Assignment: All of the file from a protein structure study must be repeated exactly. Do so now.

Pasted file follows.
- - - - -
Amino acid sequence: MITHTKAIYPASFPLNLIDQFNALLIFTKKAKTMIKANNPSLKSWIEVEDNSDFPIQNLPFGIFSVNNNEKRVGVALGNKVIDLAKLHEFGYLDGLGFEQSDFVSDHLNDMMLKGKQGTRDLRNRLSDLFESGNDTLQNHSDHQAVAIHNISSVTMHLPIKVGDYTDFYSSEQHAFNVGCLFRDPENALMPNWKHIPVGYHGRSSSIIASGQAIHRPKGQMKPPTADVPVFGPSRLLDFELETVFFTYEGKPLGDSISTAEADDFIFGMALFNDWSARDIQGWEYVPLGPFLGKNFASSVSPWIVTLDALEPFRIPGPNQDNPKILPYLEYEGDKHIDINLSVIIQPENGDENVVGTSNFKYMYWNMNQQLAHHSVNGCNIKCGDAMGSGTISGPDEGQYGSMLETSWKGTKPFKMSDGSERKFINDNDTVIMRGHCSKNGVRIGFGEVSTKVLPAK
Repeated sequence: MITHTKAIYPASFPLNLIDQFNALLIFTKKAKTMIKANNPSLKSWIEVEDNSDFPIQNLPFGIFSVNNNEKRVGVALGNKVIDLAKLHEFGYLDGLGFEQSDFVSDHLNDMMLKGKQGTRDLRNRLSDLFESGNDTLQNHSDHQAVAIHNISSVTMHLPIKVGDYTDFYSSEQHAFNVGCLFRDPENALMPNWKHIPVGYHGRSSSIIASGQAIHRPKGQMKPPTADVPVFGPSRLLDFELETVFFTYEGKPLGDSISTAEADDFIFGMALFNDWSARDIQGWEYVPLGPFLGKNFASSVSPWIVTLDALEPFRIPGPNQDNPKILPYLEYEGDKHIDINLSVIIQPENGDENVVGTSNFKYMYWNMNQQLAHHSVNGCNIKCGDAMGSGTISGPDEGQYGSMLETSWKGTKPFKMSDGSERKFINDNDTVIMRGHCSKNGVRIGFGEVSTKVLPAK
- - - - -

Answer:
Amino acid sequence: MITHTKAIYPASFPLNLIDQFNALLIFTKKAKTMIKANNPSLKSWIEVEDNSDFPIQNLPFGIFSVNNNEKRVGVALGNKVIDLAKLHEFGYLDGLGFEQSDFVSDHLNDMMLKGKQGTRDLRNRLSDLFESGNDTLQNHSDHQAVAIHNISSVTMHLPIKVGDYTDFYSSEQHAFNVGCLFRDPENALMPNWKHIPVGYHGRSSSIIASGQAIHRPKGQMKPPTADVPVFGPSRLLDFELETVFFTYEGKPLGDSISTAEADDFIFGMALFNDWSARDIQGWEYVPLGPFLGKNFASSVSPWIVTLDALEPFRIPGPNQDNPKILPYLEYEGDKHIDINLSVIIQPENGDENVVGTSNFKYMYWNMNQQLAHHSVNGCNIKCGDAMGSGTISGPDEGQYGSMLETSWKGTKPFKMSDGSERKFINDNDTVIMRGHCSKNGVRIGFGEVSTKVLPAK
Repeated sequence: MITHTKAIYPASFPLNLIDQFNALLIFTKKAKTMIKANNPSLKSWIEVEDNSDFPIQNLPFGIFSVNNNEKRVGVALGNKVIDLAKLHEFGYLDGLGFEQSDFVSDHLNDMMLKGKQGTRDLRNRLSDLFESGNDTLQNHSDHQAVAIHNISSVTMHLPIKVGDYTDFYSSEQHAFNVGCLFRDPENALMPNWKHIPVGYHGRSSSIIASGQAIHRPKGQMKPPTADVPVFGPSRLLDFELETVFFTYEGKPLGDSISTAEADDFIFGMALFNDWSARDIQGWEYVPLGPFLGKNFASSVSPWIVTLDALEPFRIPGPNQDNPKILPYLEYEGDKHIDINLSVIIQPENGDENVVGTSNFKYMYWNMNQQLAHHSVNGCNIKCGDAMGSGTISGPDEGQYGSMLETSWKGTKPFKMSDGSERKFINDNDTVIMRGHCSKNGVRIGFGEVSTKVLPAK